Wednesday, 15 July, 2015

A German court has convicted a 94-year-old former guard at the Nazi death camp at Auschwitz of being an accessory to the murder of at least 300,000 Jews.

In response to the guilty verdict Olivia Marks-Woldman, Chief Executive of the Holocaust Memorial Day Trust said:

'The Holocaust Memorial Day Trust welcomes this verdict, very likely one of the last times someone who helped perpetrate the Holocaust will be judged. Even 70 years after the end of the Holocaust, the need for justice remains powerful. British survivors Susan Pollack and Ivor Perl showed huge courage and determination by travelling to Germany to testify about their experiences of Auschwitz. Oskar Groening was part of the Nazi killing machine which murdered six million Jewish people, and it is right that a court has judged him for his role. He chose to stand by and be complicit in the killing. Holocaust Memorial Day is an opportunity to consider our responsibility not to stand by when evils like this are perpetrated.'

Ivor Perl, a survivor of Auschwitz who testified at the trial said:

‘Initially I hadn’t wanted to testify against Groening, I wasn’t keen to go to Germany but I felt as though, as a survivor I had a duty to represent my family and all victims.

'To me that the most important part of the trial was to let the world know about the Holocaust, to counteract denial. To me Holocaust denial is just as painful as the tragedy I went through.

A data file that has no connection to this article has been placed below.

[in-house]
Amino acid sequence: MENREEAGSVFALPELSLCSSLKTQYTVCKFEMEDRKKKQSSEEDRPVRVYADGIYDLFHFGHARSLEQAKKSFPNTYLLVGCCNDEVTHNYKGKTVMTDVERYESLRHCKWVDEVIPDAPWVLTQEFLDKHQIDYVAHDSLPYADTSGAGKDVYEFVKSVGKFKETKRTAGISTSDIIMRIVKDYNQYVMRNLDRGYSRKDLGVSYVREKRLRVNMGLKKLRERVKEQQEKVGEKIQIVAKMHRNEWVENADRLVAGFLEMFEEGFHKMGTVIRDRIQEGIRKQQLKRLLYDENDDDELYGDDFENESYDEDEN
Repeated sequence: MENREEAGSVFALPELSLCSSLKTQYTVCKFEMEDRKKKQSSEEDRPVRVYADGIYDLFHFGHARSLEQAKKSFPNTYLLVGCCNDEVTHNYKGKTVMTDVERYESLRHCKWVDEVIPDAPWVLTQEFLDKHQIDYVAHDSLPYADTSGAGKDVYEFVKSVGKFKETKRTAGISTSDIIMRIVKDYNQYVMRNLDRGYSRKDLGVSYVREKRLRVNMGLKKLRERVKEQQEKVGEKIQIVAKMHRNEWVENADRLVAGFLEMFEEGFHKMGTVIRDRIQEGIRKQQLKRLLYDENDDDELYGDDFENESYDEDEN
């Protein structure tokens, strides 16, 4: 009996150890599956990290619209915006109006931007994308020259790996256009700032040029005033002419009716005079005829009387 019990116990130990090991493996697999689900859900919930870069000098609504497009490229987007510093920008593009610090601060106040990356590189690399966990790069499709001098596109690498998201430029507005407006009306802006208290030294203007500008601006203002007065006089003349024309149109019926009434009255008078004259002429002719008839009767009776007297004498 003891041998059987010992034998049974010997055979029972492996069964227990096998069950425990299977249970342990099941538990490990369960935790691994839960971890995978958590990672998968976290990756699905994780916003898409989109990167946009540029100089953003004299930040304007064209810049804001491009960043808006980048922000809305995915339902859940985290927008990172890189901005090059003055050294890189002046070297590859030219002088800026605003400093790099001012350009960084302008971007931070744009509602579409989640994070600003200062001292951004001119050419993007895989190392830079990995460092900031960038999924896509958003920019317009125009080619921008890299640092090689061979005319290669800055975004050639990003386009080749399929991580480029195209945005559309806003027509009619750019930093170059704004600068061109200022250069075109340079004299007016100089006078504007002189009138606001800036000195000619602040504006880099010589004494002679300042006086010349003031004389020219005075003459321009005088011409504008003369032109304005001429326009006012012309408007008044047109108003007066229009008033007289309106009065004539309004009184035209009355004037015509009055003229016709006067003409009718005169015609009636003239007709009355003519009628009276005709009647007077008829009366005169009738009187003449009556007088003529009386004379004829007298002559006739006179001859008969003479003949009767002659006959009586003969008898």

'At the end of my testimony I addressed him directly. I wanted him to know the tremendous impact that his actions have had on my own life and on humanity.

‘The court process made me feel secure. I saw the German police with guns, however this time I know that they were there for my protection.

‘The first thing I felt when I saw Groening was a sense of hopelessness. I almost felt annoyed that he was not more of the evil character that I had expected him to be. A lot the hatred that I had expected to feel vanished. I felt a weight lifted off my shoulder and it helped to relieve the pain. I saw him not just as a Nazi but as a human.

'I had never been one for hate or revenge. After my liberation in Germany, at the age of 13, I didn’t want to join in with the other survivors throwing stones at the SS as they passed by in allied vehicles being taken back to the camps for interrogation. I just never felt as though I needed to.’